March 19, 2021 -- Bioengineers have demonstrated that simultaneous control over transcription and translation in cells can achieve the most stringent control of gene expression to date. The findings, published in Nature Communications on March 19, will open new avenues for improved biotechnologies and synthetic biology applications.
The ability to dynamically control gene expression has revolutionized biotechnology. Control of gene expression underpins a huge variety of applications in bioengineering.
Yet, the seemingly simple task of turning expression of a gene "on" or "off" is actually difficult to achieve because genes rarely have such discrete states or ever become completely silenced, leading to "leaky expression," which can wreak havoc on engineered systems.
In the past decade, synthetic biologists have developed advanced methods for controlling gene expression. These include engineered regulation processes based on DNA binding proteins (transcription activator-like effector nuclease [TALEN] and CRISPR interference [CRISPRi]), RNA-RNA interactions, post-trancriptional and post-translational processes (protein degradation), as well as directed evolution. These tools help researchers more strictly control gene expression that affects both transcription and translation with the goal of reducing unwanted expression.
However, multilevel regulation (i.e., independent and simultaneous control of transcription and translation) has not been achieved or implemented. Scientists from the University of Bristol studied the combined use of transcriptional and translational regulators to stringently control protein expression.
The team took inspiration from nature, where key events are often controlled by multiple processes simultaneously.
"If you look at a Venus flytrap you find that a trap will only close when multiple hairs are triggered together," said lead author Veronica Greco, PhD student at Bristol's School of Biological Sciences, in a statement. "This helps reduce the chance of a trap closing by accident. We wanted to do something similar when controlling the expression of a gene inside a cell, adding multiple levels of regulation to ensure it only comes on precisely when we want it to."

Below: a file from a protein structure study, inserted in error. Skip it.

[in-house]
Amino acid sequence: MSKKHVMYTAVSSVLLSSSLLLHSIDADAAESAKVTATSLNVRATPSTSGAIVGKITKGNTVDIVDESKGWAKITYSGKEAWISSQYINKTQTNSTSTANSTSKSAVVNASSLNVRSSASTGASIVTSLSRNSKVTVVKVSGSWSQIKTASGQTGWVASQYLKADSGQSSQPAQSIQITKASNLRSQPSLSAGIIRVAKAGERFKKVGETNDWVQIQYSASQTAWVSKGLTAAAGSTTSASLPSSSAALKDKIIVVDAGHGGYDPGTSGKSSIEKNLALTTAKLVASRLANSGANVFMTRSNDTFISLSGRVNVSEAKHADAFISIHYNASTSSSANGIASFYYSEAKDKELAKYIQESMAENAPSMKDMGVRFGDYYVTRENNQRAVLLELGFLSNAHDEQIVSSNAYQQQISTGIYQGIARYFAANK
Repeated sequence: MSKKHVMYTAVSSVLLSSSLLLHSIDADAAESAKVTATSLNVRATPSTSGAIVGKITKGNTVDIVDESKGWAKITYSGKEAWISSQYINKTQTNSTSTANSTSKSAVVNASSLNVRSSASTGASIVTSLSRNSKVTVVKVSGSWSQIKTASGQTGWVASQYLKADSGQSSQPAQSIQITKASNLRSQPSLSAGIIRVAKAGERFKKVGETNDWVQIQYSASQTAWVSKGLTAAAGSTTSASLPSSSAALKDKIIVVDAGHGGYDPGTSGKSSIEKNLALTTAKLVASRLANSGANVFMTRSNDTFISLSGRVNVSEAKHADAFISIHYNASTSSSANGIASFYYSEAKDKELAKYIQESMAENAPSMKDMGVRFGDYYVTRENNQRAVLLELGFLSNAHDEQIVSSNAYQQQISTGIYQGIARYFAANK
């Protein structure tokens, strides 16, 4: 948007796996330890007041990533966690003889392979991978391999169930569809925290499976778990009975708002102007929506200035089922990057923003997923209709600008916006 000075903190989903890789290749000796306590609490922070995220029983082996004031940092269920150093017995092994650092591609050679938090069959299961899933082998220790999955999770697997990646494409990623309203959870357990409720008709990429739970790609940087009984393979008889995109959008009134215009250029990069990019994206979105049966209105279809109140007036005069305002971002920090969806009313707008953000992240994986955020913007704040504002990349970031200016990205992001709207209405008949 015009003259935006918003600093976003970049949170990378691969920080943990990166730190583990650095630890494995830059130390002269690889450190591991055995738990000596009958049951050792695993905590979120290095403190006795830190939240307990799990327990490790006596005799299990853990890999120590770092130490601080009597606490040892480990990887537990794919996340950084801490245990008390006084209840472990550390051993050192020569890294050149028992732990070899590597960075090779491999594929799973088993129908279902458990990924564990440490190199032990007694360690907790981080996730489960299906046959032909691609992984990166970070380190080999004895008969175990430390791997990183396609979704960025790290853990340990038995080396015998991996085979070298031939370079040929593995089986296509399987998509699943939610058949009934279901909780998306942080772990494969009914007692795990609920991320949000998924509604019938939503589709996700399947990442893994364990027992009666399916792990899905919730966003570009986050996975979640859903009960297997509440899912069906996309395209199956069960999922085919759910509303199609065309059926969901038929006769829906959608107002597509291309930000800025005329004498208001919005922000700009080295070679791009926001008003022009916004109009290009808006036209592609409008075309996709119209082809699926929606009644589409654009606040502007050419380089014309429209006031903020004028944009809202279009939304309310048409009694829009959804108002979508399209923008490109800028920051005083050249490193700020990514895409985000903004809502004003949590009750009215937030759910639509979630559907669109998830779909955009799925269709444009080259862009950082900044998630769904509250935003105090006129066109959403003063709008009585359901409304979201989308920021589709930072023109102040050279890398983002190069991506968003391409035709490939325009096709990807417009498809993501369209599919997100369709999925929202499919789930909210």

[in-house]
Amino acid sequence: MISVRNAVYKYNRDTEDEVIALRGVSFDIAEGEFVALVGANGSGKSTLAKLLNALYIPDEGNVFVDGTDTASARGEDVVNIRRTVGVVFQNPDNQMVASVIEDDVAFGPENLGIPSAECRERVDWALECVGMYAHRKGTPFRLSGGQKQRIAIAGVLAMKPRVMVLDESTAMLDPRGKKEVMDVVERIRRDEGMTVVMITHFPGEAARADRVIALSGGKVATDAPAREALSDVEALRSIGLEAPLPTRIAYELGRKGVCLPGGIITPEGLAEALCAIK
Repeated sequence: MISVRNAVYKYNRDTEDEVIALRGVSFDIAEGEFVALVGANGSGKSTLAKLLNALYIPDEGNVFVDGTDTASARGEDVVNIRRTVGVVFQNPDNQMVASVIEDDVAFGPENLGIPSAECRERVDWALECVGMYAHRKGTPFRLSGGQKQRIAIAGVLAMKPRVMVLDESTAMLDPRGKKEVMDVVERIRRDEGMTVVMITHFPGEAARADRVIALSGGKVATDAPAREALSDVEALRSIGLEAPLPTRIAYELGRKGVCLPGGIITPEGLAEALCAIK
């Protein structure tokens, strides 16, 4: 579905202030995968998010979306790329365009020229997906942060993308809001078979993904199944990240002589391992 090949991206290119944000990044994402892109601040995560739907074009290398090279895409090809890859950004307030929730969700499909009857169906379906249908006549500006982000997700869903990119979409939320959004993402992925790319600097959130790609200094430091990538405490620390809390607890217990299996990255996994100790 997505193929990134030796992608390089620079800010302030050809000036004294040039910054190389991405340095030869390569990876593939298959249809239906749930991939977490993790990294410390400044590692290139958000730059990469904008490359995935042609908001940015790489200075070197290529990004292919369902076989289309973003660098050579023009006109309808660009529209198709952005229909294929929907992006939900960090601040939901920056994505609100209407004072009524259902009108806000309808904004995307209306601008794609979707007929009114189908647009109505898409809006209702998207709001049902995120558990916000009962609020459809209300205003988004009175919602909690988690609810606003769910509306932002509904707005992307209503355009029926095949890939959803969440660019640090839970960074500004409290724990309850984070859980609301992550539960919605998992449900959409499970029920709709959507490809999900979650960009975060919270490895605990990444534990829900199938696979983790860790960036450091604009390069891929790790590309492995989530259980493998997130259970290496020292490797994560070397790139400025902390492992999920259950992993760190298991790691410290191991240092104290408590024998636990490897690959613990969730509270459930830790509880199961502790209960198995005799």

They designed, built, and tested a variety of synthetic multilevel controllers (MLCs) and compared the relative performance of each. The MLCs consisted of a gene encoding a transcriptional regulator and a second gene encoding a translational regulator. In the system, both genes are necessary for production of the gene of interest.
First, the controllers were implemented in a coherent type 1 feed-forward loop (C1-FFL) regulatory motif -- a regulatory path commonly found in Escherichia coli and yeast. In comparison to single-level controllers, MLCs were shown to suppress protein production by eliminating intrinsic promoter noise (variations in gene expression). This demonstrates the ability of MLCs to strictly control expression within cells.
"What was wonderful about this project was how well it worked to harness two of the core processes present in every cell and underpinning all of life - transcription and translation," added author Claire Grierson, PhD, head of the biological sciences school at Bristol.
Next, the team developed an eight-part genetic template and toolkit of parts that allowed for rapid combinatorial assembly of MLCs. The design enables both single- and multilevel regulation and has the option to introduce protein tags for further post-translational control of the gene of interest (e.g., through protein degradation). The toolkit contains eight types of part plasmids, and the final construct is inserted into a backbone plasmid.
The MLC designs were combined with three different RNA-based translational regulators including a toehold switch, a small transcription-activating RNA, and a dual-control system.
Escherichia coli cells were transformed with the various controller constructs, and green fluorescent protein (GFP) fluorescence was measured using flow cytometry to characterize the performance of each. The researchers found that inducible expression systems can be created with greatly reduced leaky expression when in an "off" state, while also maintaining high expression rates once induced.
Moreover, working in collaboration with researchers from the Max Planck Institute for Terrestrial Microbiology, the team was able to go a step further, showing that the synthetic genetic circuits using the MLCs could be used for cell-free protein synthesis in bioproduction platforms. The multilevel systems offered greatly improved control of gene expression, even in cell-free environments.
"When we engineer microbes, we often try to simplify our systems as much as possible, thinking we'll have better control over what is happening," said senior author Thomas Gorochowski, PhD, a Royal Society University Research Fellow at Bristol. "But what we've shown is that embracing some of the inherent complexity of biology might be the key to fully unlocking its potential for the high-precision biotechnologies of tomorrow."
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